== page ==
And I think this gets a bigger issue of that there's a fundamental ideological divide in the region that you have Islamists, you have secularists, they really hate each other, and it's not just about power and politics. They actually do have fundamentally different worldviews. And that's why I think we shouldn't pretend that Islamists are going to be normalized after they've spent five years in power. No, Islamists do have a particular vision that's sees religion playing a more central role in public life.
So it's understandable that liberals and secularists would feel threatened because that's very raw and existential. We're talking about the very nature of the nation-state.
INSKEEP: There's been this common phrase that if Islamists are brought into a democratic process, they will become more pragmatic. They will respond to the real needs of the people because that's how you win elections. Has that proven to be true?
HAMID: The one example where you have an Islamist-oriented party delivering, and being very successful on that front, is in Turkey, where the economy grew tremendously under the leadership of Prime Minister Erdogan and the AK Party. And so you do see that ability to deliver. But over time, when they come up under opposition, there's a tendency or a temptation, if you will, to go back to your base and revert to kind of ideology, to populism. And that's what Erdogan has been doing.
He isn't focusing as much on the economy. He's focusing on this kind of war he has with his secular opposition. So, I think, over time it's inevitable that you're going to have trouble delivering as an Islamist party. And that's when the temptation comes.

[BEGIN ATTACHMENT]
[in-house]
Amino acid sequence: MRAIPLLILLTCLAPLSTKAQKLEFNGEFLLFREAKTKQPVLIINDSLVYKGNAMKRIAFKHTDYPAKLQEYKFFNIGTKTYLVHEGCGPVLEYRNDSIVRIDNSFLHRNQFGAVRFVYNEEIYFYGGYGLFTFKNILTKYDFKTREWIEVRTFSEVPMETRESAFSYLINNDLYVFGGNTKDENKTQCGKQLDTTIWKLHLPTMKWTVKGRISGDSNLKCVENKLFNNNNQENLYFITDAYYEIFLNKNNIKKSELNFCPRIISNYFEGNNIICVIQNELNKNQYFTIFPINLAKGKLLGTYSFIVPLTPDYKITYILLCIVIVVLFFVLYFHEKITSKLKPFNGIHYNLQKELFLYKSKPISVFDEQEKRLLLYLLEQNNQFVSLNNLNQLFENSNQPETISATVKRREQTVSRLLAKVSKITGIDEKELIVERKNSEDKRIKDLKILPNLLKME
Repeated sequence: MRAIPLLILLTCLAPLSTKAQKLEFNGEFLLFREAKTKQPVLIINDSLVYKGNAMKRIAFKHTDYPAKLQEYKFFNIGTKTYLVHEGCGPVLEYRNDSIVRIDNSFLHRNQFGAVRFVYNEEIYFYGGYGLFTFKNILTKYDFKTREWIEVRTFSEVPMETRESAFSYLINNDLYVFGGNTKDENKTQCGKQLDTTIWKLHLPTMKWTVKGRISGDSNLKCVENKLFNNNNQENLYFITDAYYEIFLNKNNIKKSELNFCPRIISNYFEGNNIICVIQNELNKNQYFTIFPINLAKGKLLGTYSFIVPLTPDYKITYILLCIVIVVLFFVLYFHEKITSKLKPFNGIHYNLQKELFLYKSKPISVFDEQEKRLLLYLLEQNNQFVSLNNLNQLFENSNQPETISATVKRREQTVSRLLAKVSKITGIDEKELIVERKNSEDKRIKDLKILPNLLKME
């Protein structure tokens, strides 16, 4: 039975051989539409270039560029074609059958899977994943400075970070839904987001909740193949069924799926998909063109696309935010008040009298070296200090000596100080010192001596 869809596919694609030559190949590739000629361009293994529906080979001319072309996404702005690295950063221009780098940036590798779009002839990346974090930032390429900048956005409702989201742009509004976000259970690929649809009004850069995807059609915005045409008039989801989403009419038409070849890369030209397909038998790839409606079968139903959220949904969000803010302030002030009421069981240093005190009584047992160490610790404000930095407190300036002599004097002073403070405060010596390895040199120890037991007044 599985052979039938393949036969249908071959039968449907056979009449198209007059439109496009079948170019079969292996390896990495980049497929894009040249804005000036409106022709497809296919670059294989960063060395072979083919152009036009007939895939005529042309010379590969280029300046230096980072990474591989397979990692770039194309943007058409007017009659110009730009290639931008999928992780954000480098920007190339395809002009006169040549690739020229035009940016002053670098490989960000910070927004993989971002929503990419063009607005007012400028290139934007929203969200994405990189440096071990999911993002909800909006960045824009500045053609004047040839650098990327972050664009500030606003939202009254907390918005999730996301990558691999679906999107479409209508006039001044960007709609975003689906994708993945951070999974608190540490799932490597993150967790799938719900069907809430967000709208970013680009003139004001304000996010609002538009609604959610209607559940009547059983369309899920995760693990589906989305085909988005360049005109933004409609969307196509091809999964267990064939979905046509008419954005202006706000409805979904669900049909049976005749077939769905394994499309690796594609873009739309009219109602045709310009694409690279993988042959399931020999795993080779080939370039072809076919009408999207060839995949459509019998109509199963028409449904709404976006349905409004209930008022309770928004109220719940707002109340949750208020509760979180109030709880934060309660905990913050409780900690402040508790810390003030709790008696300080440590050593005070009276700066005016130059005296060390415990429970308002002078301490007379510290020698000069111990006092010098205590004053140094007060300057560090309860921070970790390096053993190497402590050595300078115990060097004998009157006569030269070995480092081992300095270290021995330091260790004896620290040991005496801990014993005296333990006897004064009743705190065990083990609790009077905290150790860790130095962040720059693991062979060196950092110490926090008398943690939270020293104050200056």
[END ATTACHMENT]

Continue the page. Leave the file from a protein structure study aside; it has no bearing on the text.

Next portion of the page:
INSKEEP: Your research here, or your thinking, points in some troubling directions. There used to be a saying, the Arab world is not ready for democracy. That's been denounced, discredited, called racist, any number of different things. But you're saying in some ways the Arab world may not be ready for democracy, at least not yet.
HAMID: Well, I think that's what we've seen, that a lot of people say they believe in democracy in theory. But when push comes to shove, and they have actually practice it, then democracy doesn't seem so good to them. They would say, we're the ones that have to live with the consequences of elections. And sometimes to them it's not worth it. And people assume that democracy leads to an improvement in the economic situation. But then there were millions of Egyptians who realized that just because you have democratic elections, the economy doesn't necessarily get better.
So the problem is that people kind of hung onto this, you know, word, democracy as an ideal. But then when it wasn't actually translating into improvements, in any number of areas, they lost faith in the democratic idea.
INSKEEP: Shadi Hamid is the author of the new book "Temptations of Power." Thanks for coming by.
HAMID: Thanks for having me.